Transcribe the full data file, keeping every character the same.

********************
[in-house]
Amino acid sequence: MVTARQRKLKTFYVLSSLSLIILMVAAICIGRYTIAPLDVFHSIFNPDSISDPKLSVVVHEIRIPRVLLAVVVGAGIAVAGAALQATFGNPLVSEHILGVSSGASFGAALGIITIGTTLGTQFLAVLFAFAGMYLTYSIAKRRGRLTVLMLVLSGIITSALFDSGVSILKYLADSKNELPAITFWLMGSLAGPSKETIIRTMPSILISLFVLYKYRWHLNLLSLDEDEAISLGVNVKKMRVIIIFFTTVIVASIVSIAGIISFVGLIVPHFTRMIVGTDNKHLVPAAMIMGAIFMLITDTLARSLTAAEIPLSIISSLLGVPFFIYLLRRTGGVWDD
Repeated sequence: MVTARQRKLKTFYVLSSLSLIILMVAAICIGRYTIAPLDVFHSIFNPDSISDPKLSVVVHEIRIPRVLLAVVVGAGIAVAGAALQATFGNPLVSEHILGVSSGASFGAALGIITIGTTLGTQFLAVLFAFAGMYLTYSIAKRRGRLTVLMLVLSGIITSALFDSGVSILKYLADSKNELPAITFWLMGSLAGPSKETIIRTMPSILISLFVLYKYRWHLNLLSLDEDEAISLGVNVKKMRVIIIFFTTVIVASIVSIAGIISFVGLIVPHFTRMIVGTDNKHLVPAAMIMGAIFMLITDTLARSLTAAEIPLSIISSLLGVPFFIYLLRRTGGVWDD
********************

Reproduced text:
[in-house]
Amino acid sequence: MVTARQRKLKTFYVLSSLSLIILMVAAICIGRYTIAPLDVFHSIFNPDSISDPKLSVVVHEIRIPRVLLAVVVGAGIAVAGAALQATFGNPLVSEHILGVSSGASFGAALGIITIGTTLGTQFLAVLFAFAGMYLTYSIAKRRGRLTVLMLVLSGIITSALFDSGVSILKYLADSKNELPAITFWLMGSLAGPSKETIIRTMPSILISLFVLYKYRWHLNLLSLDEDEAISLGVNVKKMRVIIIFFTTVIVASIVSIAGIISFVGLIVPHFTRMIVGTDNKHLVPAAMIMGAIFMLITDTLARSLTAAEIPLSIISSLLGVPFFIYLLRRTGGVWDD
Repeated sequence: MVTARQRKLKTFYVLSSLSLIILMVAAICIGRYTIAPLDVFHSIFNPDSISDPKLSVVVHEIRIPRVLLAVVVGAGIAVAGAALQATFGNPLVSEHILGVSSGASFGAALGIITIGTTLGTQFLAVLFAFAGMYLTYSIAKRRGRLTVLMLVLSGIITSALFDSGVSILKYLADSKNELPAITFWLMGSLAGPSKETIIRTMPSILISLFVLYKYRWHLNLLSLDEDEAISLGVNVKKMRVIIIFFTTVIVASIVSIAGIISFVGLIVPHFTRMIVGTDNKHLVPAAMIMGAIFMLITDTLARSLTAAEIPLSIISSLLGVPFFIYLLRRTGGVWDD